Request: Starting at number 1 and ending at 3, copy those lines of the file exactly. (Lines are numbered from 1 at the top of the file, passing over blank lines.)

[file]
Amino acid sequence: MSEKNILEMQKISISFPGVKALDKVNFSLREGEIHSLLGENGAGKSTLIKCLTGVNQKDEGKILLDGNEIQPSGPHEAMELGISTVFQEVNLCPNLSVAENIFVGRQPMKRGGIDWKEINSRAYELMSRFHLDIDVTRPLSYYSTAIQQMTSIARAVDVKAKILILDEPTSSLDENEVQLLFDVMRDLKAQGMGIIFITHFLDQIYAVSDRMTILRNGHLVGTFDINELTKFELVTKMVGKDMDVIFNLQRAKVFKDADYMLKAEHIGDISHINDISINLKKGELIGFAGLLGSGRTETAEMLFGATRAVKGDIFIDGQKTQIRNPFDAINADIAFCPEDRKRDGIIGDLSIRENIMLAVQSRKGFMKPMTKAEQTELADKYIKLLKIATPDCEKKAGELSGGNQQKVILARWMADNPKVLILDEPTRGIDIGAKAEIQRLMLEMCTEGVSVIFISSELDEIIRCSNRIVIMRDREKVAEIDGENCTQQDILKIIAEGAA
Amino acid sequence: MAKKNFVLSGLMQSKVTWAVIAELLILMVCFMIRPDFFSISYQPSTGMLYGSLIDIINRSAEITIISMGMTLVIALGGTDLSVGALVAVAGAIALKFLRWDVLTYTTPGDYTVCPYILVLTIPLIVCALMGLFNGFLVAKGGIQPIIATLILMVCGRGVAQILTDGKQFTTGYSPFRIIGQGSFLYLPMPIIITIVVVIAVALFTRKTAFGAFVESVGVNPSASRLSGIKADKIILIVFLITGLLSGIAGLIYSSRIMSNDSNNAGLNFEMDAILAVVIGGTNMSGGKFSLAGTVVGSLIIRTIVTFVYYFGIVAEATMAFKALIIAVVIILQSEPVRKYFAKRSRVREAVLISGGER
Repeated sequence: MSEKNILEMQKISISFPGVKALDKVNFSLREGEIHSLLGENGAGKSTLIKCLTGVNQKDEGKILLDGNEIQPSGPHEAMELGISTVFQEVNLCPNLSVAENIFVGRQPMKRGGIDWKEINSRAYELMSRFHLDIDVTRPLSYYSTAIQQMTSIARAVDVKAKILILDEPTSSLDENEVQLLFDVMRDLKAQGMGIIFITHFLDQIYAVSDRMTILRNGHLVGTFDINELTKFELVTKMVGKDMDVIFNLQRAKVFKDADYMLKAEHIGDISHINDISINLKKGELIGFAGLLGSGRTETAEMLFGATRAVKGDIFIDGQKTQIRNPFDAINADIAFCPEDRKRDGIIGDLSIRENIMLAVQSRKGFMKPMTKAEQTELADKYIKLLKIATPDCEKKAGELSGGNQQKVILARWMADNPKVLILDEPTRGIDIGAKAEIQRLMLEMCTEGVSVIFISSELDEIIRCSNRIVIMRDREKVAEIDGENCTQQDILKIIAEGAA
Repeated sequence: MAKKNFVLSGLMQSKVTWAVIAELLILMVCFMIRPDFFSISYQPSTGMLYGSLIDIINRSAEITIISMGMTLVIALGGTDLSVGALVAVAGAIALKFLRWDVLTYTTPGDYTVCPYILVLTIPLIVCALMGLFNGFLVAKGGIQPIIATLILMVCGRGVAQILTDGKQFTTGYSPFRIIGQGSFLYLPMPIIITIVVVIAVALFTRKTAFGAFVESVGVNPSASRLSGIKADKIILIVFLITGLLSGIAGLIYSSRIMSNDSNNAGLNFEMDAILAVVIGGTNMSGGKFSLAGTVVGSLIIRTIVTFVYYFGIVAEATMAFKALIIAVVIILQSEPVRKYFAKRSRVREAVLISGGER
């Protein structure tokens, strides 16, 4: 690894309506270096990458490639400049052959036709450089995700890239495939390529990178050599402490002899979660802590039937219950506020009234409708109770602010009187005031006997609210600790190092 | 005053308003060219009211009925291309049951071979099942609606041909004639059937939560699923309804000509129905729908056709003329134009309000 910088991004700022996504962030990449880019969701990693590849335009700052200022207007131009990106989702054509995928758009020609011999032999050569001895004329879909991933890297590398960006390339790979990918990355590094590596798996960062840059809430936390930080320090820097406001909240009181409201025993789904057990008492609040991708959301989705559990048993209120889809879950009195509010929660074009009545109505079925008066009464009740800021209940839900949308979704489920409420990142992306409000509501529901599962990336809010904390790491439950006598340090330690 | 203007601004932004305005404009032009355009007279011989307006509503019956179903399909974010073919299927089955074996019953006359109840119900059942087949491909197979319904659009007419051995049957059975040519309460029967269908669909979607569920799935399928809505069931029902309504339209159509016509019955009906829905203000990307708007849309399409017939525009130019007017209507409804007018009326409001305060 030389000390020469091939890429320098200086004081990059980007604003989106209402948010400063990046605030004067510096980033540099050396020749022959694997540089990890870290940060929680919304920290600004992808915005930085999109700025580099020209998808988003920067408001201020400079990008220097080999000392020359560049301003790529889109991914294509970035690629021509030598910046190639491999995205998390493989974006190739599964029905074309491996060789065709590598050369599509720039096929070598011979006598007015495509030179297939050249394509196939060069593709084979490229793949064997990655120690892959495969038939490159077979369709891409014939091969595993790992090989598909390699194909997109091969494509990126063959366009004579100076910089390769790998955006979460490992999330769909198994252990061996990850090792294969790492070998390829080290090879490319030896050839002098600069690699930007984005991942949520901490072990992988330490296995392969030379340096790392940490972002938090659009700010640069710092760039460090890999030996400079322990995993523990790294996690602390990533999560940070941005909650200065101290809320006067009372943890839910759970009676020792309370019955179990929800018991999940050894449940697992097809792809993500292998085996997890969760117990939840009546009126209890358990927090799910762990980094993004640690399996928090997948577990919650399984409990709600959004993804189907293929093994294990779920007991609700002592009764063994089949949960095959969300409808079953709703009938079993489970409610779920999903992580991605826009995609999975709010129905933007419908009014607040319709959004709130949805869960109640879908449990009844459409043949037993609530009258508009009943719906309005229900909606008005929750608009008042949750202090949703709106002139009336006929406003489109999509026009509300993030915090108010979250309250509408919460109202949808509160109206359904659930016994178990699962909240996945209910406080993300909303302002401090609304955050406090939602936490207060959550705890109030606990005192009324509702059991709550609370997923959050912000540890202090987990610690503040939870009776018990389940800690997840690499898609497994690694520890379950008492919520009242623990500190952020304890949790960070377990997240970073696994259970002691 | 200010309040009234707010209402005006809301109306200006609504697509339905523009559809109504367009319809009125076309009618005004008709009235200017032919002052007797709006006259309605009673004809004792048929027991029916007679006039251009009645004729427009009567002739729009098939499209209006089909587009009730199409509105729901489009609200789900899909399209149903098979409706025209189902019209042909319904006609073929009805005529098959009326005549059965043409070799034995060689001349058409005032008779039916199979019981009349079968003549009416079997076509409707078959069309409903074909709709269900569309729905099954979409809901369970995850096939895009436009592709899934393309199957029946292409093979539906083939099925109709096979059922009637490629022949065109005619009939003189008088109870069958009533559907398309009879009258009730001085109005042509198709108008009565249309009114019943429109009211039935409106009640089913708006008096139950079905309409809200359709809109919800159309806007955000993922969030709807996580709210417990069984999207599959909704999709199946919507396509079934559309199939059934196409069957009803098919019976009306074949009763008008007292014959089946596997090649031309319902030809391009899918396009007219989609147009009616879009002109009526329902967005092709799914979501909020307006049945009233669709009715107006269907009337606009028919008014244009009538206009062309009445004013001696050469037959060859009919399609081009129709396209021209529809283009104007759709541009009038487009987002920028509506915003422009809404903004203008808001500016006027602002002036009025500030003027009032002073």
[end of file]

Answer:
Amino acid sequence: MSEKNILEMQKISISFPGVKALDKVNFSLREGEIHSLLGENGAGKSTLIKCLTGVNQKDEGKILLDGNEIQPSGPHEAMELGISTVFQEVNLCPNLSVAENIFVGRQPMKRGGIDWKEINSRAYELMSRFHLDIDVTRPLSYYSTAIQQMTSIARAVDVKAKILILDEPTSSLDENEVQLLFDVMRDLKAQGMGIIFITHFLDQIYAVSDRMTILRNGHLVGTFDINELTKFELVTKMVGKDMDVIFNLQRAKVFKDADYMLKAEHIGDISHINDISINLKKGELIGFAGLLGSGRTETAEMLFGATRAVKGDIFIDGQKTQIRNPFDAINADIAFCPEDRKRDGIIGDLSIRENIMLAVQSRKGFMKPMTKAEQTELADKYIKLLKIATPDCEKKAGELSGGNQQKVILARWMADNPKVLILDEPTRGIDIGAKAEIQRLMLEMCTEGVSVIFISSELDEIIRCSNRIVIMRDREKVAEIDGENCTQQDILKIIAEGAA
Amino acid sequence: MAKKNFVLSGLMQSKVTWAVIAELLILMVCFMIRPDFFSISYQPSTGMLYGSLIDIINRSAEITIISMGMTLVIALGGTDLSVGALVAVAGAIALKFLRWDVLTYTTPGDYTVCPYILVLTIPLIVCALMGLFNGFLVAKGGIQPIIATLILMVCGRGVAQILTDGKQFTTGYSPFRIIGQGSFLYLPMPIIITIVVVIAVALFTRKTAFGAFVESVGVNPSASRLSGIKADKIILIVFLITGLLSGIAGLIYSSRIMSNDSNNAGLNFEMDAILAVVIGGTNMSGGKFSLAGTVVGSLIIRTIVTFVYYFGIVAEATMAFKALIIAVVIILQSEPVRKYFAKRSRVREAVLISGGER
Repeated sequence: MSEKNILEMQKISISFPGVKALDKVNFSLREGEIHSLLGENGAGKSTLIKCLTGVNQKDEGKILLDGNEIQPSGPHEAMELGISTVFQEVNLCPNLSVAENIFVGRQPMKRGGIDWKEINSRAYELMSRFHLDIDVTRPLSYYSTAIQQMTSIARAVDVKAKILILDEPTSSLDENEVQLLFDVMRDLKAQGMGIIFITHFLDQIYAVSDRMTILRNGHLVGTFDINELTKFELVTKMVGKDMDVIFNLQRAKVFKDADYMLKAEHIGDISHINDISINLKKGELIGFAGLLGSGRTETAEMLFGATRAVKGDIFIDGQKTQIRNPFDAINADIAFCPEDRKRDGIIGDLSIRENIMLAVQSRKGFMKPMTKAEQTELADKYIKLLKIATPDCEKKAGELSGGNQQKVILARWMADNPKVLILDEPTRGIDIGAKAEIQRLMLEMCTEGVSVIFISSELDEIIRCSNRIVIMRDREKVAEIDGENCTQQDILKIIAEGAA